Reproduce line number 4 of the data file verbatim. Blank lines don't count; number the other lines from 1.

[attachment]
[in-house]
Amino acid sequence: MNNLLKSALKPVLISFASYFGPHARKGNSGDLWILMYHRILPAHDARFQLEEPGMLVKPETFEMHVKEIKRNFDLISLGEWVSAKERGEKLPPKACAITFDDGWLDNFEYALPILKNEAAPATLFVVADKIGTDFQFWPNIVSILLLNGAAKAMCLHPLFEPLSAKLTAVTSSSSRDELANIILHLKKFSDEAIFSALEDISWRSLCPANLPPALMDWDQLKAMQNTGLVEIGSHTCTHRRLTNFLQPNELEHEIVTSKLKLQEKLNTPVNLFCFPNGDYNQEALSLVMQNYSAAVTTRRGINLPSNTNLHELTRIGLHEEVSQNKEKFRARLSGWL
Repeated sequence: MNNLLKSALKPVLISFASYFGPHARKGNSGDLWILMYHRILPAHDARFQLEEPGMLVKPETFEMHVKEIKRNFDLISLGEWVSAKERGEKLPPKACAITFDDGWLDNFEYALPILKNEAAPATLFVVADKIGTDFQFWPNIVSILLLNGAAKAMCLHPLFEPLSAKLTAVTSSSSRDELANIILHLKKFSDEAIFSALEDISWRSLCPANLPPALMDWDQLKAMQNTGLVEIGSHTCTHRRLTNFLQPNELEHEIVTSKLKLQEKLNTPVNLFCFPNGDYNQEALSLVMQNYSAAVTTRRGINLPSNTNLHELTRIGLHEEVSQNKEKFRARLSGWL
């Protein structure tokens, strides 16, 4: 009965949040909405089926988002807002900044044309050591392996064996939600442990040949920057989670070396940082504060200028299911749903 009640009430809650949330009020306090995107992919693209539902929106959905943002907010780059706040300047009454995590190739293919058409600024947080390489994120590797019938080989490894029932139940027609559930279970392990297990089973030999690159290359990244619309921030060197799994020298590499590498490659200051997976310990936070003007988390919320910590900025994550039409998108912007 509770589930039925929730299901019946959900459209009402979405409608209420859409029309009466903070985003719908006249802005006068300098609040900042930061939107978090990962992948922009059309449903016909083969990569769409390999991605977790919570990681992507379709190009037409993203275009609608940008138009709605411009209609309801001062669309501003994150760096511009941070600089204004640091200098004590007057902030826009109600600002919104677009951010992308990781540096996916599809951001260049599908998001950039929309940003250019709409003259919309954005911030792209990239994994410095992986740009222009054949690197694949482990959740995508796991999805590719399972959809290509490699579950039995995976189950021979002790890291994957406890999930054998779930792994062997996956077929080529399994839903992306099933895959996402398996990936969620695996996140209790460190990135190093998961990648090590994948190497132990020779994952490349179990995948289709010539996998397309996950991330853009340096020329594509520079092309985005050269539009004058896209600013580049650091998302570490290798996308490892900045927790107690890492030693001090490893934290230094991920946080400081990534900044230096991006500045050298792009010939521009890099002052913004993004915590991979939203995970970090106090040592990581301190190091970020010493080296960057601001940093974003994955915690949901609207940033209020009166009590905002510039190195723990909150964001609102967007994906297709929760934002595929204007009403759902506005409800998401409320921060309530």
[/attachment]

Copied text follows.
């Protein structure tokens, strides 16, 4: 009965949040909405089926988002807002900044044309050591392996064996939600442990040949920057989670070396940082504060200028299911749903 009640009430809650949330009020306090995107992919693209539902929106959905943002907010780059706040300047009454995590190739293919058409600024947080390489994120590797019938080989490894029932139940027609559930279970392990297990089973030999690159290359990244619309921030060197799994020298590499590498490659200051997976310990936070003007988390919320910590900025994550039409998108912007 509770589930039925929730299901019946959900459209009402979405409608209420859409029309009466903070985003719908006249802005006068300098609040900042930061939107978090990962992948922009059309449903016909083969990569769409390999991605977790919570990681992507379709190009037409993203275009609608940008138009709605411009209609309801001062669309501003994150760096511009941070600089204004640091200098004590007057902030826009109600600002919104677009951010992308990781540096996916599809951001260049599908998001950039929309940003250019709409003259919309954005911030792209990239994994410095992986740009222009054949690197694949482990959740995508796991999805590719399972959809290509490699579950039995995976189950021979002790890291994957406890999930054998779930792994062997996956077929080529399994839903992306099933895959996402398996990936969620695996996140209790460190990135190093998961990648090590994948190497132990020779994952490349179990995948289709010539996998397309996950991330853009340096020329594509520079092309985005050269539009004058896209600013580049650091998302570490290798996308490892900045927790107690890492030693001090490893934290230094991920946080400081990534900044230096991006500045050298792009010939521009890099002052913004993004915590991979939203995970970090106090040592990581301190190091970020010493080296960057601001940093974003994955915690949901609207940033209020009166009590905002510039190195723990909150964001609102967007994906297709929760934002595929204007009403759902506005409800998401409320921060309530």